The Birth of Black Neighborhoods
Prior to the Civil War, the city of Atlanta was divided into five wards. Black settlements were established in the first, second, and fourth wards. Settlements include Jenningstown, Summerhill, and Shermantown in the fourth ward.
During Reconstruction, Atlanta saw an increase in its African American population. This increase was due to the growth of slave labor during the Civil War. After the war, Atlanta experienced a surge of free Black migrants, which became the foundation for Black Neighborhoods.
Events in Atlanta’s history, such as the 1906 race riot, affected the formation and locations of Black neighborhoods. The 1906 race riot influenced where many African Americans would live and work and led to the growth or development of African American businesses in downtown Atlanta downtown. The violence of the riot towards Black people hastened the move of African American businesses from downtown that was already occurring in areas like Sweet Auburn. 1906 race riot and similar events throughout the 20th century coupled with the growth of African American population growth led to Black community and neighborhood formation.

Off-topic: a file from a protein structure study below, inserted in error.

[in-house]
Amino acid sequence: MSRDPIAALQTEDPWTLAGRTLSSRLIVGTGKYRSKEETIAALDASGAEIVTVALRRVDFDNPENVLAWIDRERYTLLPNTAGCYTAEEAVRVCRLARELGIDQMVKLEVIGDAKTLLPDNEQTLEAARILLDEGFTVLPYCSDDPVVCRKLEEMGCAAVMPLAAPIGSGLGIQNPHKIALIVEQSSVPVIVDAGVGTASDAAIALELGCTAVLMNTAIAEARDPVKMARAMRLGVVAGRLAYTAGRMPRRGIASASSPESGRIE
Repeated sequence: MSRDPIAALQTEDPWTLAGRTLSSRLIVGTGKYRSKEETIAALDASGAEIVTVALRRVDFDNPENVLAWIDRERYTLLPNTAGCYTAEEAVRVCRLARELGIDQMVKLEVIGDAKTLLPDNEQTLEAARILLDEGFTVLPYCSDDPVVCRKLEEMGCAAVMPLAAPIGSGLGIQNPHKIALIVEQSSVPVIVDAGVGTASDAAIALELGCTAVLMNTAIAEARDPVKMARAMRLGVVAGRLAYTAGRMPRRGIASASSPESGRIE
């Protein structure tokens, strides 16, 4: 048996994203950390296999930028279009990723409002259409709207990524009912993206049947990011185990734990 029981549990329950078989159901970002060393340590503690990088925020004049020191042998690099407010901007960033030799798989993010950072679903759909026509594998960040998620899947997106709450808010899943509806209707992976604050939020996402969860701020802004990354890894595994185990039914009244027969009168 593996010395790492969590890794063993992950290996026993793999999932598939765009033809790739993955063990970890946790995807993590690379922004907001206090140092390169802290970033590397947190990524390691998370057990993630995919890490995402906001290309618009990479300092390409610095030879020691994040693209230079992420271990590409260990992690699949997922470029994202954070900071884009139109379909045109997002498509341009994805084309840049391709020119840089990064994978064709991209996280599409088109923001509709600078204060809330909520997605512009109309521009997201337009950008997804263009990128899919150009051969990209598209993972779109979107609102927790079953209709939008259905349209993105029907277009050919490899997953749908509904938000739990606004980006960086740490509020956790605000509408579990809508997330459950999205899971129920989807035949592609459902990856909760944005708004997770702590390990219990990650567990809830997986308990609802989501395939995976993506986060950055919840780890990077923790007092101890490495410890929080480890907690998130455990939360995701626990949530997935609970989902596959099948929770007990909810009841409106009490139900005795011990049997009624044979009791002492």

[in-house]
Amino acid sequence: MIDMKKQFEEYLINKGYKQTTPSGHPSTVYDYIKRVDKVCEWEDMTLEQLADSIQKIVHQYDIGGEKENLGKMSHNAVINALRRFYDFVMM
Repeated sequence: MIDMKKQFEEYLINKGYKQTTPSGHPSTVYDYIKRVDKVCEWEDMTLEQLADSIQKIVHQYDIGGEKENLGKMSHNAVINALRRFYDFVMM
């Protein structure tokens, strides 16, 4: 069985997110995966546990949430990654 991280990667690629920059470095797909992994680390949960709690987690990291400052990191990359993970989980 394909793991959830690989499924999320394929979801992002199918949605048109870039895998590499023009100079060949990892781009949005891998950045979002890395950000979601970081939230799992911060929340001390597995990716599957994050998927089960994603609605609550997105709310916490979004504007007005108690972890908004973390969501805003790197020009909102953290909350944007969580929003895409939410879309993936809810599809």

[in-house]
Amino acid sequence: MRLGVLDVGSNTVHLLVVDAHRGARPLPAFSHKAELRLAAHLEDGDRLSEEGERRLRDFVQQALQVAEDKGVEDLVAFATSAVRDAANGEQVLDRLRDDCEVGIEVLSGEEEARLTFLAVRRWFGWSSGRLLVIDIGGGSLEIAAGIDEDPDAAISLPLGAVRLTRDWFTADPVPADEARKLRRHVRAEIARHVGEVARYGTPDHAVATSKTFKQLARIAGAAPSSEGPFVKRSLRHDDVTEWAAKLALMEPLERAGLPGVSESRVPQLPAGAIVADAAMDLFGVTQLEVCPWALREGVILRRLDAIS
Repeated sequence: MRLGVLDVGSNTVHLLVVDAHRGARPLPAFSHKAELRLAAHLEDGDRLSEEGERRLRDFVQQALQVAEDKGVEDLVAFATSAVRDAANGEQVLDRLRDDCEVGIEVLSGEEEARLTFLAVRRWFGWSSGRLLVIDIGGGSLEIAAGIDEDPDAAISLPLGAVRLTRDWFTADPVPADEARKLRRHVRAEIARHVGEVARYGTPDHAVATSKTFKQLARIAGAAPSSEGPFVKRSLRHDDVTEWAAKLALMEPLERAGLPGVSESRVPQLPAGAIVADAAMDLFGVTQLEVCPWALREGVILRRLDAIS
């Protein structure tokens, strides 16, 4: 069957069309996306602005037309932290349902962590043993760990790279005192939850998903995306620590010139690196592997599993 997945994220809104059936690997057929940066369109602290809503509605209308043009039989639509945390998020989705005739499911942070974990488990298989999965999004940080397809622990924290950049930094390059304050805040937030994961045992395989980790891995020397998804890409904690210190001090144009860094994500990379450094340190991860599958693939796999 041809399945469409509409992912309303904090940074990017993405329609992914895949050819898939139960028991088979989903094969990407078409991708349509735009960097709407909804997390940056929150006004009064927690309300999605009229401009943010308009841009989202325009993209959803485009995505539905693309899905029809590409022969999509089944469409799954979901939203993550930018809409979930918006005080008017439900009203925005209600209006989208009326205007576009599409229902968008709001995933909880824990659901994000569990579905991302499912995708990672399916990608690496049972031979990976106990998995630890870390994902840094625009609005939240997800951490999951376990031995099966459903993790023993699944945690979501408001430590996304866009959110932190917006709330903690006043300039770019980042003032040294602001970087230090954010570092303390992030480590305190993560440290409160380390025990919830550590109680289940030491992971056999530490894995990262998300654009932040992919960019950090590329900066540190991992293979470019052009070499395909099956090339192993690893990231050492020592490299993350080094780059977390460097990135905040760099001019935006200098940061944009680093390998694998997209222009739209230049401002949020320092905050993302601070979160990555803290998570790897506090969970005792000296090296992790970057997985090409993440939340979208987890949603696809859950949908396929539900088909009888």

This section of the exhibit showcases several of the neighborhoods that were established in Atlanta during and after Reconstruction and the early 20th century. It looks at the neighborhoods of Summerhill, Vine City, and the West End and what affected their growth and their current state. This section uses collections in the Archives Research Center to explore the neighborhoods of Summerhill, Vine City, and the West End.
Information from this section of the exhibit was obtained from the following sources:
- Lest We Forget: Atlanta's Disappearing Black Neighborhoods by Athlone G Clarke
- To Build Our Lives Together: Community Formation in Black Atlanta, 1875-1906 by Allison Dorsey
- "It’s going to take more than $45 million* to help Vine City," The Atlanta Journal-Constitution
- "Five years after Mercedes-Benz Stadium broke ground, is Atlanta’s Westside revival working?" Curbed Atlanta